OLYMPIA, Wash. (AP) — There were 18 large fires burning in Oregon and Washington, according to the Northwest Interagency Coordination Center. The blazes are among more than 90 active fires across the country, including in Montana, California and Idaho, the National Interagency Fire Center said.

Scientists say climate change has made the West warmer and drier over the last three decades and will continue to make weather more extreme and wildfires more frequent and destructive.

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The largest fire in Oregon is the Double Creek Fire burning in the northeastern part of the state near the Idaho border. As of Saturday, the fire had burned more than 230 square miles. The Northwest Interagency Coordination Center said that the fire grew by 65 square miles overnight.

In central Oregon, the Cedar Creek Fire east of Oakridge has burned nearly 81 square miles. On Friday, officials ordered residents to immediately leave the greater Oakridge, Westfir and High Prairie areas due to increased fire activity.

The Van Meter Fire, which started Wednesday, is burning on Stukel Mountain about 13 miles (21 kilometers) southeast of Klamath Falls. One home and four structures have been destroyed and about 260 structures are threatened by that blaze, officials said.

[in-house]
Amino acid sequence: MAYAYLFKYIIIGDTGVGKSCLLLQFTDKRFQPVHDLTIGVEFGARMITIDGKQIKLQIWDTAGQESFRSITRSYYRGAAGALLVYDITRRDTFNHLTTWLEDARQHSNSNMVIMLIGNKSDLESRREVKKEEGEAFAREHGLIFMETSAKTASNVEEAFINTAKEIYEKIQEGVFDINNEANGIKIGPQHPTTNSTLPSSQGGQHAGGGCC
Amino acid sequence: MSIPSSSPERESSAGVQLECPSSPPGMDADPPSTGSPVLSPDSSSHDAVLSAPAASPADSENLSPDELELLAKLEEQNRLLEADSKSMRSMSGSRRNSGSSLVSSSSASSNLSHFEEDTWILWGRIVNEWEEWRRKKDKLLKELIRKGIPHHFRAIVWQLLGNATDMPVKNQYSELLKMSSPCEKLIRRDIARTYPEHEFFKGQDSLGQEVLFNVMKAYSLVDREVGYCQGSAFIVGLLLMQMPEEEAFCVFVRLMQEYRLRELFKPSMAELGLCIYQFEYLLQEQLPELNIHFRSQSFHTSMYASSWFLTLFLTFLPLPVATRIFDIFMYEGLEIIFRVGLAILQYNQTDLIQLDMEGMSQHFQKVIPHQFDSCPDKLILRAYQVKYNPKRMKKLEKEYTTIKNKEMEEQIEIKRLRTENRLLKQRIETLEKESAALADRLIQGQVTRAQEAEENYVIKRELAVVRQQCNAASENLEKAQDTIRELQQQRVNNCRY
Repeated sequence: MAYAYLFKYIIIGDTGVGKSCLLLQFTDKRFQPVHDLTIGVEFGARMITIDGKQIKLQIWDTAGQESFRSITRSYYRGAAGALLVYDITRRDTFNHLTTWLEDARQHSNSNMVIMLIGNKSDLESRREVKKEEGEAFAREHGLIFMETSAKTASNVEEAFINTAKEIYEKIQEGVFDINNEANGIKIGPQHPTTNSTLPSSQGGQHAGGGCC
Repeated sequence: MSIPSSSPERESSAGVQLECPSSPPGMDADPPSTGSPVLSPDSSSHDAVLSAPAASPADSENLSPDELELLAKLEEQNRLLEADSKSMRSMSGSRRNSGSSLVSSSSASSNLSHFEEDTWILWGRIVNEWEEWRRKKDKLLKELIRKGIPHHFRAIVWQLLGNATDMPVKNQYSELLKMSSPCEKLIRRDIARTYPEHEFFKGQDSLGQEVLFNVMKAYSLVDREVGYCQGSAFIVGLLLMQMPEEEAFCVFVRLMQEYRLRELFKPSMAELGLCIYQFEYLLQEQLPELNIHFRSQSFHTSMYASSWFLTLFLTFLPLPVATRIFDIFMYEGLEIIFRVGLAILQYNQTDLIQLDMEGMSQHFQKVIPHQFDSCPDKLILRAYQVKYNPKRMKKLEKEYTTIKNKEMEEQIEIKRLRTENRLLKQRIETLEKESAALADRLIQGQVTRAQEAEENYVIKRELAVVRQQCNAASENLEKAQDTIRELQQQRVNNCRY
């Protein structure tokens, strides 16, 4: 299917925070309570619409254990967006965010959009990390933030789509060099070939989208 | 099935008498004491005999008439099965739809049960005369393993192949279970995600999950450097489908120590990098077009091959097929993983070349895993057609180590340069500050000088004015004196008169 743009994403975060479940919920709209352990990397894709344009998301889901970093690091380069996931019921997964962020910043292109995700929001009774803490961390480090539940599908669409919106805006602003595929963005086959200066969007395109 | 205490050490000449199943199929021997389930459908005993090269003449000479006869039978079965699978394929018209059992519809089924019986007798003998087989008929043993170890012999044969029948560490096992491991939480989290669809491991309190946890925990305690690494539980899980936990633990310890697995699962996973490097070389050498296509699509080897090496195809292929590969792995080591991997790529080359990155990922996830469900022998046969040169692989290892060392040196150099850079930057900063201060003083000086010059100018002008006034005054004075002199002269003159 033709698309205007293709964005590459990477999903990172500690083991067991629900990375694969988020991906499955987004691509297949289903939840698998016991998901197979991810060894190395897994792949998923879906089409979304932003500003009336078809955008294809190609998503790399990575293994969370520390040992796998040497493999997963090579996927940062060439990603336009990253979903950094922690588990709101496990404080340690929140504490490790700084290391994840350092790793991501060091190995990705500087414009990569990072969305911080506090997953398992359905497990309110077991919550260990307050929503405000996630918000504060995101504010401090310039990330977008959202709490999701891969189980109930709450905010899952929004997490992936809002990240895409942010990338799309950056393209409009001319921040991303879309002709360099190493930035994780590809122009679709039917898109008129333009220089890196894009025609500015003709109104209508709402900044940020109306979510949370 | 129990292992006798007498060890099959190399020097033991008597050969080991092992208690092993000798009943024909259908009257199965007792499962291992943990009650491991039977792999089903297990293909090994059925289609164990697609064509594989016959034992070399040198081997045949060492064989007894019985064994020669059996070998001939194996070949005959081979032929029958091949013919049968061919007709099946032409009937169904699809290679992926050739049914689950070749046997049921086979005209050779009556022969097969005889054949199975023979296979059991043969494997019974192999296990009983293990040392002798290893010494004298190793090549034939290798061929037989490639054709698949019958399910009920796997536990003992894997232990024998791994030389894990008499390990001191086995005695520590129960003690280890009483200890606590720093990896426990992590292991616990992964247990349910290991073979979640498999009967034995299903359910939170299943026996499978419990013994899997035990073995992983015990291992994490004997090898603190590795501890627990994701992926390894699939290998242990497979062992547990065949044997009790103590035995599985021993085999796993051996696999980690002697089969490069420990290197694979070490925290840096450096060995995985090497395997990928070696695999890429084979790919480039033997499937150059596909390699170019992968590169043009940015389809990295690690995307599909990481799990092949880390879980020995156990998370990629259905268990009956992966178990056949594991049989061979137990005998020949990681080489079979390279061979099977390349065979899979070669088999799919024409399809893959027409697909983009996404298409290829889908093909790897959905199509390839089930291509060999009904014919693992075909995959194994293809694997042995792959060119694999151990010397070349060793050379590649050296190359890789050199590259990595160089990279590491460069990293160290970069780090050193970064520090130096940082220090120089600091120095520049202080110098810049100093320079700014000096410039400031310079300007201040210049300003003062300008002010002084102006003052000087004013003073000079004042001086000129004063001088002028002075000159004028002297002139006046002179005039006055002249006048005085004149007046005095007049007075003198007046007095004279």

In Washington state, the Goat Rocks Fire, south of Mount Rainier National Park, was started by lightning and has led to the closure of U.S. Highway 12 and the evacuation of neighborhoods east of the city of Packwood.

Evacuations were also issued for several communities in Cowlitz County in response to the Kalama fire in Gifford Pinchot National Forest southwest of Mount St. Helens.

Another mountain pass on U.S. Highway 2 was closed Saturday due to the Bolt Creek Fire, which sparked evacuations and was dropping ash in Everett and blowing smoke into the suburbs of Seattle.

A red flag warming in Washington remains in effect through Sunday night, meaning that high temperatures, low humidity and strong winds will complicate fire conditions.

AP reporter Gillian Flaccus contributed from Portland, Oregon,
and Andrew Selsky contributed from Salem, Oregon.